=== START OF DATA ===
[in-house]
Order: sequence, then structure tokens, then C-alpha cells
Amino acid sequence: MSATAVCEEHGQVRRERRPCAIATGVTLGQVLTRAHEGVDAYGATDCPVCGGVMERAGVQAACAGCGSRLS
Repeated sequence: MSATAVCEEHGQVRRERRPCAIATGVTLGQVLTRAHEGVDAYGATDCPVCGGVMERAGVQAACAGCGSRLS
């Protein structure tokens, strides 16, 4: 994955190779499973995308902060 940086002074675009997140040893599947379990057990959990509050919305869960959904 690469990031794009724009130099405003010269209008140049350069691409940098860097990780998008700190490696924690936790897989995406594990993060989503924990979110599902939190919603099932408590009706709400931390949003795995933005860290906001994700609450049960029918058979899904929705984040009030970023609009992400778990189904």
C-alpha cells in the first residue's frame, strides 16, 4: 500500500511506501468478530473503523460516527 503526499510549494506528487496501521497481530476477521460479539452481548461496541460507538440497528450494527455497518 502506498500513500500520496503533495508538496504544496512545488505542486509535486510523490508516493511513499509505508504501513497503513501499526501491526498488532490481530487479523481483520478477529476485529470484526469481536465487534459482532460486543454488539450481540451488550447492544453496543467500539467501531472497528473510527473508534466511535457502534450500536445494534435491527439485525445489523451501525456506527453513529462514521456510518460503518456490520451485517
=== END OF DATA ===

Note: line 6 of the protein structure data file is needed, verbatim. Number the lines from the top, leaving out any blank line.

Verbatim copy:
C-alpha cells in the first residue's frame, strides 16, 4: 500500500511506501468478530473503523460516527 503526499510549494506528487496501521497481530476477521460479539452481548461496541460507538440497528450494527455497518 502506498500513500500520496503533495508538496504544496512545488505542486509535486510523490508516493511513499509505508504501513497503513501499526501491526498488532490481530487479523481483520478477529476485529470484526469481536465487534459482532460486543454488539450481540451488550447492544453496543467500539467501531472497528473510527473508534466511535457502534450500536445494534435491527439485525445489523451501525456506527453513529462514521456510518460503518456490520451485517